There is little doubt the effects of peak oil will someday soon radically change the political landscape in America—and nearly everywhere else for that matter. It is still a little too early to say when oil depletion will start appearing in political equations. If we have a particularly bad summer as some suggest, then "gas prices" could feature prominently in our November 2006 mid-term elections. If predictions of peaking within the next couple of years are correct, then energy policy likely will be a major factor in the 2008 presidential election. If peaking slips a bit then it is almost certain that the 2012 and 2016 elections will be fought over nothing else.
From the vantage of April 2006, it would be folly to speculate on the details of elections taking place months or years from now. A new "Peak Oil Party" could emerge to lead us out of the darkness (literally) or the same old Republicans and Democrats, retooled for the post-oil era, could compete for our votes. America could emerge from a decade or two of converting to new lifestyles as a new and stronger democracy, or the demise of the oil age could be too much of a strain for our current political arrangements. However, there is a lot of recorded history around for insight and human nature being human nature, a few general observations might be in order.
One of the most disturbing things I have read recently pointed out how hard it is for people to radically change a way of life. The writer noted how in 1860 when the South was threatened by abolition, an entire generation picked up arms and marched off to endure terrible sufferings in order to protect a way of life from which few benefited directly.
Equally disturbing is how a significant portion the German middle class embraced the Nazi Party after their economic well-being was wiped out by hyperinflation.
Given the love affair that Americans, and everybody else in the world that can afford one, have with cars, giving them up is going to be the collective trauma of a lifetime. Polls tell us a vast majority of car owners say they will drive to their last dollar or until there simply is no choice.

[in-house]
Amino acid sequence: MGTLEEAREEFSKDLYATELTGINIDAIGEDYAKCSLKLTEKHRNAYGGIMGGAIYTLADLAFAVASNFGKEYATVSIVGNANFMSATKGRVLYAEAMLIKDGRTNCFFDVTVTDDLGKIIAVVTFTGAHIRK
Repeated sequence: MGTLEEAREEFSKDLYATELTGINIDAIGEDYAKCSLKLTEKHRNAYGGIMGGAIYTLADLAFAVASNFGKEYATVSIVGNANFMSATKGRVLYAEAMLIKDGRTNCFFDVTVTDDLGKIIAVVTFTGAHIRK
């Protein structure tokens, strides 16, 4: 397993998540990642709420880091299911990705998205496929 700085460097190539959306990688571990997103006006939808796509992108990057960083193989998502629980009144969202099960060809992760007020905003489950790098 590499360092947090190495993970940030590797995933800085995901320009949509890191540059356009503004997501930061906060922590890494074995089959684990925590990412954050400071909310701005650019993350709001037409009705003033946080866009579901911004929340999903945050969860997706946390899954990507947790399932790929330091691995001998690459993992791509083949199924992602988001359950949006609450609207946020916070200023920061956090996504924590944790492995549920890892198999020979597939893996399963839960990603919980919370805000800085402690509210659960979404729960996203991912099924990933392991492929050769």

From a political point of view, such a strong emotional and lifestyle attachment is fertile ground for demagoguery. The Congress already has summoned the oil executives to lecture them before the cameras about high gasoline prices. Various states have passed anti-price gouging bills to make it look as if they are doing something. The administration has declared an "Advanced Energy Initiative" which throws a few million dollars at a problem that will require trillions. The trivial increases in CAFÉ standards for SUVs will someday appear as laughable as battling an ocean with a sword.
We are starting to see scattered instances of peak oil tax demagoguery. At a time when government should be rapidly increasing energy taxes to slow consumption, some politicians are calling for the elimination of gas taxes so their hard-working constituents can afford to drive as they wish. At a time when gasoline prices will soon be thought of in round dollars —$3, $4, $5 gas— rather than cents, eliminating a few pennies of tax will soon be recognized as pointless.
The ultimate absurdity will be the price cap. If anyone wants to bring transportation in a country to a complete halt, simply decree that motor fuel can't be sold for more than "X." Osama Bin Laden couldn't come up with a better idea if he tried.
As some point however, the silly season will end, the body politic will come to recognize that hearings, tax cuts, price caps, and drilling in national parks are not the remedy for peak oil. Whenever that day comes, congressmen, legislators and governments will start look for real solutions: massive conservation and a transition to sustainable fuels and lifestyles. The real question then is whether this will happen soon enough to avoid causing damage that will set the transition back many years and increase the hardships. Will an administration —the current, the next or the one after that— have a change of heart mid-term, or will an election have to be fought over remedies for peak oil first?
Any poll taken today will show Americans are worried about "dependence on foreign oil" but are not yet ready for hardships, such as serious reductions in driving to achieve this goal. For an administration committed to not rocking the boat while tossing in a sea of other troubles, it probably will take a mega-development in the oil production world that quickly spikes gasoline prices into the $6-$7 range to force a change.
The bellwether for change will be the imposition of a strictly enforced nationwide 55 mph speed limit. Until such an inexpensive and effective oil conservation measure is passed, our politicians are still listening to the call of a bygone age rather than preparing us for the next.
Before the oil age comes to a complete close, let's hope someone rehabilitates Jimmy Carter as one of the most prescient Presidents ever to hold the office. Congress might even rename an airport for him— just before it is shut down forever.